Banana ketchup is a savory condiment produced in regions like the Caribbean and the Philippines. It can be used to season a variety of dishes and may be found in large grocery stores and some import stores, in addition to being made at home. This condiment is naturally sweet with a hint of sourness from the vinegar used in its production, and may also be produced in hot varieties, with chilies added to make the condiment more zippy. Other spices can be added as well.
Understanding the origins of ketchup itself may be useful for people interested in banana ketchup. For thousands of years, people have been making sour condiments using vinegar and fermented fish, fruits, and vegetables. Many of these condiments were historically heavily spiced. In the 1600s, Chinese cooks were making a version with fermented fish with a name similar to “ketchup,” and European explorers in Southeast Asia began picking up recipes for these condiments, developing tomato ketchup in the 1800s.
Numerous recipes for ketchup with a variety of fruits and vegetables can be found, but over time, tomato ketchup became the most popular version of this condiment, made by simmering tomatoes with vinegar and spices and then bottling the resulting heavy sauce. The vinegar acted as a preservative to keep it fresh, even at room temperature. Banana ketchup became particularly popular in some regions of the world during the Second World War, when access to tomatoes was sometimes limited.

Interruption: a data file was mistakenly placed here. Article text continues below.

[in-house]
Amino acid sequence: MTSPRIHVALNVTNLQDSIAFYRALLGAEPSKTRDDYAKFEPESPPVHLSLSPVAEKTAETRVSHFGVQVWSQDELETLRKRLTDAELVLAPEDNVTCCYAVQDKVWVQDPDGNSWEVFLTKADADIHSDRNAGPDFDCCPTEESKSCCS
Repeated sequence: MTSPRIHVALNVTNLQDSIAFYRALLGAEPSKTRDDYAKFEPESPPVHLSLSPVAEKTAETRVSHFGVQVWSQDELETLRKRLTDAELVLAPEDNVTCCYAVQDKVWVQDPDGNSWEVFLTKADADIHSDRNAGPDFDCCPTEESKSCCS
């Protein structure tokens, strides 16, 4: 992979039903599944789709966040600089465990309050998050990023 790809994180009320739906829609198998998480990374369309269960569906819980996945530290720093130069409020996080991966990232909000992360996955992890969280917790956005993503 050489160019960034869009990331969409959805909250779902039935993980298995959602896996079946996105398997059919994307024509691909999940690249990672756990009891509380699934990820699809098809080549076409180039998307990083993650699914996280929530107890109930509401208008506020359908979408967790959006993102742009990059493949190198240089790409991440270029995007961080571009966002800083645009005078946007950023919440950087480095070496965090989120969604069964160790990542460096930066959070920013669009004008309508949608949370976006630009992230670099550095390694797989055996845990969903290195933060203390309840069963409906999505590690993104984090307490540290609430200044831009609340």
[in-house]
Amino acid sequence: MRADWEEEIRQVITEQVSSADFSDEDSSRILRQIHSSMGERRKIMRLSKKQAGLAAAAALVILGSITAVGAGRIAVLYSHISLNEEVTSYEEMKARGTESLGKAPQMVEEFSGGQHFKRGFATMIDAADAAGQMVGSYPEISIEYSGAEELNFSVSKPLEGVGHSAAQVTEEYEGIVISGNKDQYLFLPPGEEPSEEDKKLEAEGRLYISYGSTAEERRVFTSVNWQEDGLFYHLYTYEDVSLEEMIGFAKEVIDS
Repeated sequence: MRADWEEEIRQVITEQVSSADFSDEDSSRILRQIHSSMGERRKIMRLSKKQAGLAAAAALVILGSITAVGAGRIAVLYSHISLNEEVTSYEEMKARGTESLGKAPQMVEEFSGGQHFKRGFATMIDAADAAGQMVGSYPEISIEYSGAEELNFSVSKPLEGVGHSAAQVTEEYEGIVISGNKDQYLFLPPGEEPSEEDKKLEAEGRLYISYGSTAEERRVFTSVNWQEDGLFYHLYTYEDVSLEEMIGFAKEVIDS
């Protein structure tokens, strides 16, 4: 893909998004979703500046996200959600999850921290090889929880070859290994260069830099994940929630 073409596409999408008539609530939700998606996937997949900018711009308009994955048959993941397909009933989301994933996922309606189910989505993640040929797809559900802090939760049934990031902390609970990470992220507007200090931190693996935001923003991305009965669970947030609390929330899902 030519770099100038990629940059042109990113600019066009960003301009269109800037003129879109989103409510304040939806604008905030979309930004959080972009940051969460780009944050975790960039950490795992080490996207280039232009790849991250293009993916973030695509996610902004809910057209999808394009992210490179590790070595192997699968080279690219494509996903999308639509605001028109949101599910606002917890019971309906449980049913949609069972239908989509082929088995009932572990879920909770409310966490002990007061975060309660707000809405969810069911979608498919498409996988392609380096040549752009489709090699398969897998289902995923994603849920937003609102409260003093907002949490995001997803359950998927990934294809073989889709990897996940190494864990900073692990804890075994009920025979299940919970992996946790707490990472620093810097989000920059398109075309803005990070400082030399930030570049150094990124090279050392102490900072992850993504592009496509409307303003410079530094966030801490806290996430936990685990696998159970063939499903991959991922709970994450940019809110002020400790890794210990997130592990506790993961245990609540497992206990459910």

Made naturally, banana ketchup tends to be brownish in color, with a savory, tart flavor. Some companies dye theirs yellow or red and may have a lineup of versions with different spices to appeal to cooks. People can use banana ketchup as a standalone condiment or may add it to other condiments to make dipping sauces, glazes, and marinades. The naturally sweet flavor can sometimes be intensified with cooking methods where bananas are caramelized before the vinegar is added.
Recipes for banana ketchup are available, allowing people to make their own at home if they want to control the ingredients or if they have trouble finding this product in stores. People can also order it from import-export companies; it may be necessary to order a number of jars to get a good price, but banana ketchup has a long shelf life and jars can also be shared with friends. Consumers may note some companies marketing “Caribbean” or “Filipino” versions of banana ketchup; both tend to be similar in flavor and texture.